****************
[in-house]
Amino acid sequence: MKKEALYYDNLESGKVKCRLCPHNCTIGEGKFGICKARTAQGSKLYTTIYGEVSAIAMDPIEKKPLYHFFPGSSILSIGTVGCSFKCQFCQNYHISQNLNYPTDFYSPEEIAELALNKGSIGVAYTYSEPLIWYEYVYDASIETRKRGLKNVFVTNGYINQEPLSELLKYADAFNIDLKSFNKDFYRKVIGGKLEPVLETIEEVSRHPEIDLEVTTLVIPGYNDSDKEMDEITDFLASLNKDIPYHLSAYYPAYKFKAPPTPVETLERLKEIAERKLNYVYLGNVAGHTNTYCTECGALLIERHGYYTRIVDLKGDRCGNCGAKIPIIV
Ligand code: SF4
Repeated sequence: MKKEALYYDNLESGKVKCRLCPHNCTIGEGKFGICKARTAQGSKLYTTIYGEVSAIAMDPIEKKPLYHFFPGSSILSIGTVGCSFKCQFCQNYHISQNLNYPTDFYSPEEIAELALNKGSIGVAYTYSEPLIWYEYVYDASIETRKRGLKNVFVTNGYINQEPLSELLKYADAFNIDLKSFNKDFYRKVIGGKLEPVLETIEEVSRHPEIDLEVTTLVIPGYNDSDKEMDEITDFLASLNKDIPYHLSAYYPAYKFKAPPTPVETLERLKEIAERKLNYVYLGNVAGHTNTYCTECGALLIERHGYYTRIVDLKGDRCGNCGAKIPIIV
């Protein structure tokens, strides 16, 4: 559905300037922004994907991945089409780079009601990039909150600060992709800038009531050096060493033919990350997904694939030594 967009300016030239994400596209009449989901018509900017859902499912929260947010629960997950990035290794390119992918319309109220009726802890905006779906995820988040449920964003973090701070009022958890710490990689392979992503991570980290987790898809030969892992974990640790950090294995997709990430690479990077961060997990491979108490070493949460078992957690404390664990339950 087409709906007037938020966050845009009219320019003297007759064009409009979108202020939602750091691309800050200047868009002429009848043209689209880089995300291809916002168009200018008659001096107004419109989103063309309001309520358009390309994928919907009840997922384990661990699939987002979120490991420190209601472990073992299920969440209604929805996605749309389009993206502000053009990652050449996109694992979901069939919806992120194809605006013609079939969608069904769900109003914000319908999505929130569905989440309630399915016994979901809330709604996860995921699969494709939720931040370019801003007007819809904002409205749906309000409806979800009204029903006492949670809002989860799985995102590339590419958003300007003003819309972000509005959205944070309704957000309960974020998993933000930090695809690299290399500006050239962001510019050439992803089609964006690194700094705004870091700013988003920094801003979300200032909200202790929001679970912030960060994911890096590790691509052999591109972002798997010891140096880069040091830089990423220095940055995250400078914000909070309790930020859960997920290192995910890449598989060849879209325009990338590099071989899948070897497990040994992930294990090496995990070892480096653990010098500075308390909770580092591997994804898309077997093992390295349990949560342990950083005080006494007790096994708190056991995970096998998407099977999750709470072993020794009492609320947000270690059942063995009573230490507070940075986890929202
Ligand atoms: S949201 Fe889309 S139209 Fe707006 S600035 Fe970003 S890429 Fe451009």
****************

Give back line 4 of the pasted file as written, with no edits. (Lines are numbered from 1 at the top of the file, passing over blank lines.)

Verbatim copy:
Repeated sequence: MKKEALYYDNLESGKVKCRLCPHNCTIGEGKFGICKARTAQGSKLYTTIYGEVSAIAMDPIEKKPLYHFFPGSSILSIGTVGCSFKCQFCQNYHISQNLNYPTDFYSPEEIAELALNKGSIGVAYTYSEPLIWYEYVYDASIETRKRGLKNVFVTNGYINQEPLSELLKYADAFNIDLKSFNKDFYRKVIGGKLEPVLETIEEVSRHPEIDLEVTTLVIPGYNDSDKEMDEITDFLASLNKDIPYHLSAYYPAYKFKAPPTPVETLERLKEIAERKLNYVYLGNVAGHTNTYCTECGALLIERHGYYTRIVDLKGDRCGNCGAKIPIIV